Navigate to News section

A New Maurice Sendak Manuscript Resurfaces. We Probably Don’t Deserve It.

From strange monsters to kids with their butts hanging out, this long-lost treasure has all the makings of a Sendak classic

Gabriela Geselowitz
July 11, 2017
The Maurice Sendak Foundation via Publisher's Weekly
The Maurice Sendak Foundation via Publisher’s Weekly
The Maurice Sendak Foundation via Publisher's Weekly
The Maurice Sendak Foundation via Publisher’s Weekly

This summer we’re bringing you daily posts from our sister site,, edited by Gabriela Geselowitz. You can find more from Jewcy here.

Today in “Things We Didn’t Know We Needed But Probably Don’t Deserve”: Even though he’s been dead for five years, we’re getting a new picture book from the king of weird children’s literature, Maurice Sendak.

The book, Publisher’s Weekly has announced, will have the extremely Sendak-y title of Presto and Zesto in Limboland. And Limboland is where the book has been sitting for nearly 30 years; the project was originally sidelined in 1990 because Sendak became “obsessed” with Brundibar, the collaboration with Tony Kushner about the children’s opera performed in Terezin as an act of subversion against the Nazis.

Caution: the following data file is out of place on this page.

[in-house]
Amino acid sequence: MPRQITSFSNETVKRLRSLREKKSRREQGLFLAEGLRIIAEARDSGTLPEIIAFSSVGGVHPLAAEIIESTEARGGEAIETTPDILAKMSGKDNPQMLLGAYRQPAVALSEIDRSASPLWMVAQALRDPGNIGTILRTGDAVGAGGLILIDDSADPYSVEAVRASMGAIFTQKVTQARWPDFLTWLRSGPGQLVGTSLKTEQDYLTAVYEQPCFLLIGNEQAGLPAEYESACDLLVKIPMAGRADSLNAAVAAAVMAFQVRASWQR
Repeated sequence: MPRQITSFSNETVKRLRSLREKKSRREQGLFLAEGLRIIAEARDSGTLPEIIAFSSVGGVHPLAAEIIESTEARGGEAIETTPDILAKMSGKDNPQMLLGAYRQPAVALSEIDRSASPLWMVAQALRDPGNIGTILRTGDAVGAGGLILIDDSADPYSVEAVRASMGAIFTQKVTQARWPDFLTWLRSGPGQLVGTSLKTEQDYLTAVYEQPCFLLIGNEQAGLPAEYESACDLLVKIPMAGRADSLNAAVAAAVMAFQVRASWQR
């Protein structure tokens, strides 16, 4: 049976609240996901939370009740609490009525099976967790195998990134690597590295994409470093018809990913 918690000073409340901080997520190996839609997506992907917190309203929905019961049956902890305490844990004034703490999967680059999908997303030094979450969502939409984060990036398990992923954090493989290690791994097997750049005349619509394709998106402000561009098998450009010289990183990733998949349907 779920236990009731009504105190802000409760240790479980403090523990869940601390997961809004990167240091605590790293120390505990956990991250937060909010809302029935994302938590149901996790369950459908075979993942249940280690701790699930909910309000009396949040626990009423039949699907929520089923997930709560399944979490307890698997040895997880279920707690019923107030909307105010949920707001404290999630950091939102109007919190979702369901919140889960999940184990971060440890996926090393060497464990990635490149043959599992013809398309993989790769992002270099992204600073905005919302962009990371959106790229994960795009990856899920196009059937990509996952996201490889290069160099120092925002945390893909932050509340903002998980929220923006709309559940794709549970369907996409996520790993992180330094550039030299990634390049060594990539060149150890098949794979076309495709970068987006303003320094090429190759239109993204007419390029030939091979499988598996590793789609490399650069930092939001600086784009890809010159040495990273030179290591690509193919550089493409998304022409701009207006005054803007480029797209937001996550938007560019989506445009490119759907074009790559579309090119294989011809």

But now, the manuscript of the abandoned project has turned up amongst Sendak’s papers, illustrations included.

The original inspiration for the surreal adventure is, as only Sendak could choose, a 1927 musical composition by Leoš Janáček’s based on absurd Czech nursery rhymes entitled Rikadla. One part involves two sugar beets getting married. Don’t worry too much about it.

The sample art from the book has a giant Sendiakian monster, and also features a child with his butt hanging out, because far be it from Maurice to back down from an opportunity to make people angry with that sort of thing (see: In the Night Kitchen).

The book has a co-author, Arthur Yorinks, a great writer in his own right, and Sendak’s friend and collaborator on other books and projects. Why didn’t Yorinks ask Sendak scholars to search for the manuscript? Well, he forgot it existed. But he remembers now, and has been able to go back over the text of the lost book for the two of them. In fact, the titular Presto and Zesto come from Yorinks and Sendak’s nicknames for one another, and the narrative thread of book is more or less the result of the two of them joking back and forth.

HarperCollins should publish the book in the fall of next year.

While you wait, enjoy this iconic interview with Stephen Colbert, where Sendak is a curmudgeonly delight (Sample quote: “I hate those ebooks. They can not be the future. They may well be. I will be dead. I won’t give a shit.”):

Subscribe to Jewcy’s Mailing List Here!

Email Address

Gabriela Geselowitz is a writer and the former editor of